The Road Safety Foundation’s recent report identifies costs of £2.1 billion from crashes on the Strategic Road Network in England alone, during 2011-13.
Wales has the highest risk of death or serious injury (known as KSIs) per vehicle kilometre, whereas the West Midlands has the lowest. The latter has a more developed motorway network, whereas in Wales it can sometimes be faster to travel through the West Midlands than to journey from north to south through Wales. The UK is, however, one of the safest countries in Europe, and three times as safe per head of population as the United States.
A few rural roads are particularly popular with motorcyclists with this showing in the statistics, however on some, cyclists and pedestrians account for more KSIs. Whilst much of the media attention is on junctions in London where large numbers of cycle casualties occur, the risk to individual cyclists is much higher on rural roads where many people would not wish to cycle at all. Highways England (formerly the Highways Agency) is committed to “near zero deaths or injuries” by 2040.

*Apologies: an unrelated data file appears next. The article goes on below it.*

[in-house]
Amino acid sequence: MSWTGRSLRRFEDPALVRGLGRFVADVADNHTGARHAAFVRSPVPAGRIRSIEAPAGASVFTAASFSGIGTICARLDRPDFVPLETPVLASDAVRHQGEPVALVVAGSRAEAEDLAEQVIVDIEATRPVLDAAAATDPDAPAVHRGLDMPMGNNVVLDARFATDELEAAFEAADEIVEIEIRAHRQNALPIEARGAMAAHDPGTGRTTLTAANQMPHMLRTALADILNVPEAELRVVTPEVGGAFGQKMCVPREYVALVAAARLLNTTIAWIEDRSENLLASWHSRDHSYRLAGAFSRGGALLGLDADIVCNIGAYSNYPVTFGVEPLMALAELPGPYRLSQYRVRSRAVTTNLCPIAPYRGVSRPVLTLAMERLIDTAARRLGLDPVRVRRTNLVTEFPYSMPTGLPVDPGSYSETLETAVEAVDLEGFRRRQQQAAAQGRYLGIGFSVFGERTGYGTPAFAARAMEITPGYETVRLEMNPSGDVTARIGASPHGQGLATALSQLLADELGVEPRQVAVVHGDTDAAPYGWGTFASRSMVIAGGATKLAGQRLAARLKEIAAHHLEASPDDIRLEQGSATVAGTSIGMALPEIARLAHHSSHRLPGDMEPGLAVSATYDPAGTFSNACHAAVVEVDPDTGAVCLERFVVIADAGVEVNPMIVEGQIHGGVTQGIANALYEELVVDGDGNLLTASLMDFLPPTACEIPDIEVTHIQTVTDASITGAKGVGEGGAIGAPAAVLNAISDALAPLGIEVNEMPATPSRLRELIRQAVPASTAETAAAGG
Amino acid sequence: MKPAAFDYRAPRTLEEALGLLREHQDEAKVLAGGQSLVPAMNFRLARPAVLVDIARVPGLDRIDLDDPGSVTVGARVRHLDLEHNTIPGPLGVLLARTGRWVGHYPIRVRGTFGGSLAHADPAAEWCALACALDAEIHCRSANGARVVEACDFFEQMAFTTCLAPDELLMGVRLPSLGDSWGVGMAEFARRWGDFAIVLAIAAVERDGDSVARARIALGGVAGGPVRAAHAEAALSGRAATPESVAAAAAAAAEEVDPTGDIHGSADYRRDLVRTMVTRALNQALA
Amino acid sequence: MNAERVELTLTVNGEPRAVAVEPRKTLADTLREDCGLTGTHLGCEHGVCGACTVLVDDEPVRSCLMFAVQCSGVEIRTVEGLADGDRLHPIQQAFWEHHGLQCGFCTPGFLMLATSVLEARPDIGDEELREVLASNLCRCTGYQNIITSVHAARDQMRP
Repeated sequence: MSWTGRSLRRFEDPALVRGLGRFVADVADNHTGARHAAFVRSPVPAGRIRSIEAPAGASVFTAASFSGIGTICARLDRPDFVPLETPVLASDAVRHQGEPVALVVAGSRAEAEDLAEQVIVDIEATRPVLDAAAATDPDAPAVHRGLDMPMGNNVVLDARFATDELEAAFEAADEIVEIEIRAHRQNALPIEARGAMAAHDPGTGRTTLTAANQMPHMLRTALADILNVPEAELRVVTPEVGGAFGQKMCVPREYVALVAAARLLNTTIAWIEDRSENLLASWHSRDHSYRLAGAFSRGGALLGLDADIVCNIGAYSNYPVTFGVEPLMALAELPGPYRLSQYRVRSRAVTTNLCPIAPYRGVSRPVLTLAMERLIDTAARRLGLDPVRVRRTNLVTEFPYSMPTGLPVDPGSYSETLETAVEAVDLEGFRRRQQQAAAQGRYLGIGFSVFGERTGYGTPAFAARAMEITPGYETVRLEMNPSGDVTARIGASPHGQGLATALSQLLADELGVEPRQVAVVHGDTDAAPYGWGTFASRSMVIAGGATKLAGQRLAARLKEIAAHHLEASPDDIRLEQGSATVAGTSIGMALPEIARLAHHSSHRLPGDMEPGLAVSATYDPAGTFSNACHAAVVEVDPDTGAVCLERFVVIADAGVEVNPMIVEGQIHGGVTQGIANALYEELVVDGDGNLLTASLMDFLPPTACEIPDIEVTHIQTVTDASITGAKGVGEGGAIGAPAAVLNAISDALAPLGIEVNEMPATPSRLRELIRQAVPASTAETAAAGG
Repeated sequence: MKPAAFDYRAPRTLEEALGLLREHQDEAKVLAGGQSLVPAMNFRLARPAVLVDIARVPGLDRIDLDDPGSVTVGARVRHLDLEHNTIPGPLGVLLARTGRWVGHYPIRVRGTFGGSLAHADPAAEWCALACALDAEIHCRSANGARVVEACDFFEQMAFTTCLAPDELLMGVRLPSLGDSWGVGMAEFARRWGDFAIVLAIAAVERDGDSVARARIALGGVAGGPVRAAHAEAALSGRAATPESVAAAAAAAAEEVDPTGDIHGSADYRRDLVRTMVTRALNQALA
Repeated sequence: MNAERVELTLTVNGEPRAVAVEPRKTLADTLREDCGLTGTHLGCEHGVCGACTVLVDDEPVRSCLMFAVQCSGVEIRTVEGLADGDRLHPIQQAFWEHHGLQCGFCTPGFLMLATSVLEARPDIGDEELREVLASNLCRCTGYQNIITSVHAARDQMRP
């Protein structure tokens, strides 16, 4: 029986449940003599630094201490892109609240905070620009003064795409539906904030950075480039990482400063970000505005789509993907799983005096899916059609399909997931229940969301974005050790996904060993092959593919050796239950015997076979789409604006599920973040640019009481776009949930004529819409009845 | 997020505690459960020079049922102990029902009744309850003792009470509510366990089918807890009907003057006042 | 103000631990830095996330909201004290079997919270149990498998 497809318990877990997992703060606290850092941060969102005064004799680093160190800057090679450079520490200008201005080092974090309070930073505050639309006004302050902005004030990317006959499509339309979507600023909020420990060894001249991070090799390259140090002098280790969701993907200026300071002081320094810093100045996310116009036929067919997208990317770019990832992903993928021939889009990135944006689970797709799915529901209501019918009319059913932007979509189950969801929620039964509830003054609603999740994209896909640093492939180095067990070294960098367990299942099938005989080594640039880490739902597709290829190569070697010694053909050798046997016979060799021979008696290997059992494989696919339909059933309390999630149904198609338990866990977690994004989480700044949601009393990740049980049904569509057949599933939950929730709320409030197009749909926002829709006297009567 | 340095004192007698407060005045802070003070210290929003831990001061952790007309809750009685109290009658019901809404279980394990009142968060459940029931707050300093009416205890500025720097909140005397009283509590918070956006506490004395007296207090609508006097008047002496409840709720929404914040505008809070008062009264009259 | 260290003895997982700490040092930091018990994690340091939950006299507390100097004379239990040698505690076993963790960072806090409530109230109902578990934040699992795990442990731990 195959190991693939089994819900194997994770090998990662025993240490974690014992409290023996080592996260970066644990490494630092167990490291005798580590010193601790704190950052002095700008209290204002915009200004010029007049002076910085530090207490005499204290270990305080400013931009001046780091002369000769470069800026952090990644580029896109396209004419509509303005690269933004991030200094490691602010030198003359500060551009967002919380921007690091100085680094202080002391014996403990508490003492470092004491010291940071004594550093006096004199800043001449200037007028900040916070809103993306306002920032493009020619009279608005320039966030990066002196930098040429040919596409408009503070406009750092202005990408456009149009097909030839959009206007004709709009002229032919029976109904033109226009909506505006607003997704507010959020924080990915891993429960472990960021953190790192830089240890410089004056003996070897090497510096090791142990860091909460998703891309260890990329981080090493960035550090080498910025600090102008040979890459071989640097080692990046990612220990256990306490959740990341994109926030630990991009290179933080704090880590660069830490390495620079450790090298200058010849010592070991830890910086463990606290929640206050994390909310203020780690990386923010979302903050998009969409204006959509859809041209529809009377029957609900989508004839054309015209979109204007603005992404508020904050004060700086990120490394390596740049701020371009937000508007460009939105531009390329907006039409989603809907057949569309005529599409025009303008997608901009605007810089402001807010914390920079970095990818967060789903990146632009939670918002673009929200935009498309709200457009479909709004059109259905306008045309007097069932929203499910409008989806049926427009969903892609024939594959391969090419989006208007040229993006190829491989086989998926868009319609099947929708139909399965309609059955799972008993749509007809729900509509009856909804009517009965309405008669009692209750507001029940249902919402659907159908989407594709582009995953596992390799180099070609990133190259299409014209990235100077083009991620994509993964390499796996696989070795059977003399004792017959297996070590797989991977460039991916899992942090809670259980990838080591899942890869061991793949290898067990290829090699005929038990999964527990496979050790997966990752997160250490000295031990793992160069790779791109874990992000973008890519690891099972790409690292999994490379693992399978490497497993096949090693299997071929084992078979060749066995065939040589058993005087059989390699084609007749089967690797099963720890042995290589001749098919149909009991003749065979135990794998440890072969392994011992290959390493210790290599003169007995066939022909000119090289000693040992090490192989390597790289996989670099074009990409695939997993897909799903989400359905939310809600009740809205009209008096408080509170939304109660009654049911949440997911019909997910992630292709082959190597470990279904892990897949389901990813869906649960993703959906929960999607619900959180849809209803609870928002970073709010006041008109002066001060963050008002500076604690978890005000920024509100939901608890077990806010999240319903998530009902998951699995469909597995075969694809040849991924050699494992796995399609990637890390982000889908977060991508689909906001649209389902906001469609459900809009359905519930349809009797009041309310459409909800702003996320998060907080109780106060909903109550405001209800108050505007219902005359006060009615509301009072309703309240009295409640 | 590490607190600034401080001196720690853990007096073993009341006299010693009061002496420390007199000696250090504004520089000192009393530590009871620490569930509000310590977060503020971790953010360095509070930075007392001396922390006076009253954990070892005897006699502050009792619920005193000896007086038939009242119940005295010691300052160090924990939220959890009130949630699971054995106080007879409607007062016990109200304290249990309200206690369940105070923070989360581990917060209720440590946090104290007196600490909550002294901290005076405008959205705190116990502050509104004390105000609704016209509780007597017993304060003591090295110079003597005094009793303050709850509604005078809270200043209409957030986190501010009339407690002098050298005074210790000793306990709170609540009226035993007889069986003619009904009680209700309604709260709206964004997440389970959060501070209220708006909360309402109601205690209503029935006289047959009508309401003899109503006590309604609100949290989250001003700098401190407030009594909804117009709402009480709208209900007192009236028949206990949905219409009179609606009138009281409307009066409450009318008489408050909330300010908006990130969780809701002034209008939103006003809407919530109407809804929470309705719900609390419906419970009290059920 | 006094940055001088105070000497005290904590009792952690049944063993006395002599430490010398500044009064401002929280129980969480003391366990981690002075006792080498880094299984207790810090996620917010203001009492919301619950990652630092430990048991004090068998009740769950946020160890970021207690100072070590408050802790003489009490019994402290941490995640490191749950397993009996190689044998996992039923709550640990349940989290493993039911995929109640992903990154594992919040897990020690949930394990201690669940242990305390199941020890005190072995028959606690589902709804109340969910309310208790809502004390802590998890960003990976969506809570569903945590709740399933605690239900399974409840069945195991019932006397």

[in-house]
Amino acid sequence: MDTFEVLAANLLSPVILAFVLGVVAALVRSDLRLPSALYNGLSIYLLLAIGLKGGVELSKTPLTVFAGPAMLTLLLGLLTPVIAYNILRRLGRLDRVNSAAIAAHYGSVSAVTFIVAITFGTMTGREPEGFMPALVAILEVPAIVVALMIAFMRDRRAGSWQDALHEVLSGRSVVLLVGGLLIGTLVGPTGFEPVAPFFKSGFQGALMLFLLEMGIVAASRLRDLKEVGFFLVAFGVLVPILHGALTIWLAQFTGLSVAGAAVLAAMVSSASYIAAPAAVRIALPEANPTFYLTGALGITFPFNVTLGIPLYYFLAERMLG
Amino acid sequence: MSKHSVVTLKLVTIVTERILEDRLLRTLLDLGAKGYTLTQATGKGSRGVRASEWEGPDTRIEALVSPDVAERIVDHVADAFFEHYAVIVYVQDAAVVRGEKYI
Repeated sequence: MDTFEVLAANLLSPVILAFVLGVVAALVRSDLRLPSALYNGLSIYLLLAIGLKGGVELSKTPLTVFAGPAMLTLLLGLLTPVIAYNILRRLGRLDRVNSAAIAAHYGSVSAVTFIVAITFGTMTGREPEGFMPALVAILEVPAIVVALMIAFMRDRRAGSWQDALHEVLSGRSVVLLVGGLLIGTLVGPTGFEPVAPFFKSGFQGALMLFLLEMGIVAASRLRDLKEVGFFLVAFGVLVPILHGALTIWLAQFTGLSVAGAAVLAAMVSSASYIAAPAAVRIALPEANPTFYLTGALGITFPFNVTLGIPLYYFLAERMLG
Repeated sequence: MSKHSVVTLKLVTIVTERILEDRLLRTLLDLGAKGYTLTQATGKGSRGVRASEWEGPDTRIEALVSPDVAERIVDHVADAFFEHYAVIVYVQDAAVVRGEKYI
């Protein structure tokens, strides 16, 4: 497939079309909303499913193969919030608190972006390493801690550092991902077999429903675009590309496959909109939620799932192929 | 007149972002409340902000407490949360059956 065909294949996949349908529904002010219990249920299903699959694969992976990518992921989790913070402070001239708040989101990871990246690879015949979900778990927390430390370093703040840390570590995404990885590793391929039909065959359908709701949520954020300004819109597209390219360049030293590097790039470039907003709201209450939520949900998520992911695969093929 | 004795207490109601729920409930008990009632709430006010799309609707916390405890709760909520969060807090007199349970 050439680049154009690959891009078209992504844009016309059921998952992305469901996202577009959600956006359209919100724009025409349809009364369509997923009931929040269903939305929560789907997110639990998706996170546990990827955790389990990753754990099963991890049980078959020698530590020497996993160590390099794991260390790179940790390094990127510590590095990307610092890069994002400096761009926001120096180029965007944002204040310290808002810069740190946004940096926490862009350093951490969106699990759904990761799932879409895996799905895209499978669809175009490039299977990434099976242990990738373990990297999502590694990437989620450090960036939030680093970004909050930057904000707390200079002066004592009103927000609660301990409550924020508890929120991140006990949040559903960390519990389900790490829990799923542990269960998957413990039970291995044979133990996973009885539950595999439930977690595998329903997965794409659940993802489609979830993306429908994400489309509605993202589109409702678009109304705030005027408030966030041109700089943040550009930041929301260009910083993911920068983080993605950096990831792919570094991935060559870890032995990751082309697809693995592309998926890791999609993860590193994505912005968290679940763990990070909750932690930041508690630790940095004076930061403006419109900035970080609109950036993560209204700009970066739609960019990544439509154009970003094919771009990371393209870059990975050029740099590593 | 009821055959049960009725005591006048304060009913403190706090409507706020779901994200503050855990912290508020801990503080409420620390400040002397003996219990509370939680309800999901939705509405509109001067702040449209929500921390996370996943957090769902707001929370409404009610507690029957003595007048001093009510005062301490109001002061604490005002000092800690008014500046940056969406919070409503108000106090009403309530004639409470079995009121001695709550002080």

The cost of traffic casualties on rural A roads is much higher than with motorways, at a cost of £19 per thousand vehicle km; against £3 per thousand vehicle km on motorways.
Caroline Moore, author of the Road Safety Foundation report, states: “This gives a clear understanding of where Highways England can focus its efforts to make its whole network safer overall, and address its £2.1bn crash costs.”
Such measures would also serve to reduce the regional inequalities in risk, potentially bringing rural areas up to the standard of more urbanised parts of the country.
The A21 is recognised as the highest risk strategic road, with a 23km single carriageway section north of Hastings. Measures to improve this include highlighting the presence of villages and standardising road designs, as well as revised speed limits and a feasibility study into average speed cameras. As the most frequent cause of fatal collisions on rural A roads are run-off accidents, efforts to remove obstacles or provide suitable guard-rails are also effective.
By Christopher Waller